Wednesday, August 10, 2011

Willis Conover hosts Duke Ellington - 3

Today: "Sepia Panorama", with an important breakthrough for the role of the string bass in jazz

Again, from the last regular (and posthumous, produced by David Bodington, Conover's last Studio Engineer) broadcast in August 1996 of Willis Conover's "Music USA", in which Duke Ellington highlights an historic precedent from a previously unreleased concert by the his orchestra in Fargo, North Dakota, on 7 November 1940:

"We have a title here which was put on a number, one of the performances--one of the great perfromances of Jimmy Blanton [1918-1942], who--we have always felt brought about the renaissance of bass playing, and that gave much more freedom to the bass players."

Conover: "What had been happening up until the time that Jimmy Blanton began to solo with you, Duke?"

Ellington: "Well, it was a matter of the bass player being in the position of accompanist, or foundation man in the rhythm section, rather than doing anything that was outstanding, more or less, in the solo role. But Blanton, of course, had this wonderful faculty of combining the foundation, and also giving it a solo quality too, in spite of the fact that he was an accompanist, more or less."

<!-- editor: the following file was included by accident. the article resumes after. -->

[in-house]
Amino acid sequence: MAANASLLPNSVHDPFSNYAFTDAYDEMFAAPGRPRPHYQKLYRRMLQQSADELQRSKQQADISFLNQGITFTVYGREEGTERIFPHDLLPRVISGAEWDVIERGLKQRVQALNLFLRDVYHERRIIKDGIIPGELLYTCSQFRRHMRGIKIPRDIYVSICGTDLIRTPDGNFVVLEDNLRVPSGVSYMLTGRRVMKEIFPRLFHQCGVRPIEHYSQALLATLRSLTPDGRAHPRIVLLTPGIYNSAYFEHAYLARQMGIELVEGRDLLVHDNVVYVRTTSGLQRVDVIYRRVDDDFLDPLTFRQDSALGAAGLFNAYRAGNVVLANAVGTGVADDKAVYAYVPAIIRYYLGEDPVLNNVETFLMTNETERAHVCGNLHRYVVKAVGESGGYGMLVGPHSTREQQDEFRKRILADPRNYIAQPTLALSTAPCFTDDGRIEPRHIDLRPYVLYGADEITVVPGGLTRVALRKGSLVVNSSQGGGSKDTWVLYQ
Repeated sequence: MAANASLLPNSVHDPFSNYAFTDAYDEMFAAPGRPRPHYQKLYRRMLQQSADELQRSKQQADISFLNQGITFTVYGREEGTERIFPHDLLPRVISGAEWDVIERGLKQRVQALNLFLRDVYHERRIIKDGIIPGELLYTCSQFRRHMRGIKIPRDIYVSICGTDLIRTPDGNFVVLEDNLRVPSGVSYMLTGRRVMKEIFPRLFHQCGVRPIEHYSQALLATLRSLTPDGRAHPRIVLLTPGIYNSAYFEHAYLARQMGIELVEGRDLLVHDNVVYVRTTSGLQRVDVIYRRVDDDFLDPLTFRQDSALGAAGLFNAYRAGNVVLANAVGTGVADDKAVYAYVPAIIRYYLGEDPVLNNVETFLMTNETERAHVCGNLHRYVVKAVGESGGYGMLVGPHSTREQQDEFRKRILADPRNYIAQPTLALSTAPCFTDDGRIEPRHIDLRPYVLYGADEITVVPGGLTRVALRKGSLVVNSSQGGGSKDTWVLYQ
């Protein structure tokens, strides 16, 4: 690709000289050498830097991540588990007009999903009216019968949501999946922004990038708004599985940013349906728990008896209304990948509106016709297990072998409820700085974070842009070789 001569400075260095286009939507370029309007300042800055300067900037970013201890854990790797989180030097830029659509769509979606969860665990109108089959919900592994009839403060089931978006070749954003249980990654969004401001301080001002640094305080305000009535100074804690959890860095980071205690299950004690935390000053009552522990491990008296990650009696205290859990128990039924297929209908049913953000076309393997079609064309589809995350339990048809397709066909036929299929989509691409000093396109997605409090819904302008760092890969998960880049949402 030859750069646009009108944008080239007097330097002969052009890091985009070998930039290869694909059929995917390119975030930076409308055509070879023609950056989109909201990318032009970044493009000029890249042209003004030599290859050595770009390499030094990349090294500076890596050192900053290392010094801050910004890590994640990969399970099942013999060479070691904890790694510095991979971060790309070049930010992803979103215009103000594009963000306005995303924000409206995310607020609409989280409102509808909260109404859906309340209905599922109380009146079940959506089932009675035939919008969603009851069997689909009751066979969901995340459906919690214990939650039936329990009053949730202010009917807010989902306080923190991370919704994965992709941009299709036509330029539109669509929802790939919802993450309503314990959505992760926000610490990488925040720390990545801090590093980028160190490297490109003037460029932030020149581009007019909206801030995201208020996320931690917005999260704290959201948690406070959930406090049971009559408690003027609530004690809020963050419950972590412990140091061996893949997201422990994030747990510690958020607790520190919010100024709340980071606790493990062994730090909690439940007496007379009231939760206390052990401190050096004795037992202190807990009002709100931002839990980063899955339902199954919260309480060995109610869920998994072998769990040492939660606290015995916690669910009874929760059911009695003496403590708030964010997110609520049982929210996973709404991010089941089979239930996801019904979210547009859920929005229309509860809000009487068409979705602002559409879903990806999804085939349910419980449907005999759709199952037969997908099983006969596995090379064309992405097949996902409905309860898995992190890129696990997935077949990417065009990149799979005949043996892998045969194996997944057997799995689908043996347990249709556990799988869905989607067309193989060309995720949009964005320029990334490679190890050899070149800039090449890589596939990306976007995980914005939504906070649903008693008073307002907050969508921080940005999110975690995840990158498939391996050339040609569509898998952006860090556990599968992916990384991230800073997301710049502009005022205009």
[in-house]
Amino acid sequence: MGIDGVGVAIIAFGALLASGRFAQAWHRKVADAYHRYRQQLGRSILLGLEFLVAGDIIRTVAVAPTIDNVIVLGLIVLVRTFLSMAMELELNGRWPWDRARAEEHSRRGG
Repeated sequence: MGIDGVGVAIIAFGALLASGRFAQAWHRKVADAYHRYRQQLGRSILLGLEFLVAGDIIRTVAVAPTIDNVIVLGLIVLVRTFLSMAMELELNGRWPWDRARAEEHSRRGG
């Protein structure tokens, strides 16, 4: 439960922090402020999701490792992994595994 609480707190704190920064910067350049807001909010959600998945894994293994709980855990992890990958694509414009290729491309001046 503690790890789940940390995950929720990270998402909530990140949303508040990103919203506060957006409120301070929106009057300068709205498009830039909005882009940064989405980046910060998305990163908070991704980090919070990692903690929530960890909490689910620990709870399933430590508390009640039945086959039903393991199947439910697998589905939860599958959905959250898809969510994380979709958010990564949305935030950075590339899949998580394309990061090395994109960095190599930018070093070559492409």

Ah, an important milestone in the emergence of the string bass player as a soloist in his own right, and noted in Duke's own voice, no less!

He goes on to share, with his inimitable cadence, another delicious historical morsel: "Incidentally, the title of this number was given to us by Dinah Shore [1916-1994]. We had this number with no title on it, and she suggested it! And here it is, "Sepia Panorama".

If you listen carefully to this recording, you can hear frequent instances of Blanton inserting solo running melodic lines on his own in between the passages of conventional "walking" bass that was previously one the main idioms of the string bass--fulfilling, as Ellington noted, a primarily rhythmic role:

Willis announces, after playing the selection: "'Sepia Panorama', in a rare performance
--rare as it was performed, and rare in the sense that, so far as I know, this particular performance has not ever been broadcast before this Voice of America broadcast." Be sure to listen here to Willis' full outro, praising Ellington's verbal prowess, which leads to a rare on-air embarrassed "ooops" moment by the Duke.

Then listen again, in the next entry, to Ellington's quick and eloquent retort in introducing the next selection, "Shish Kabab"!

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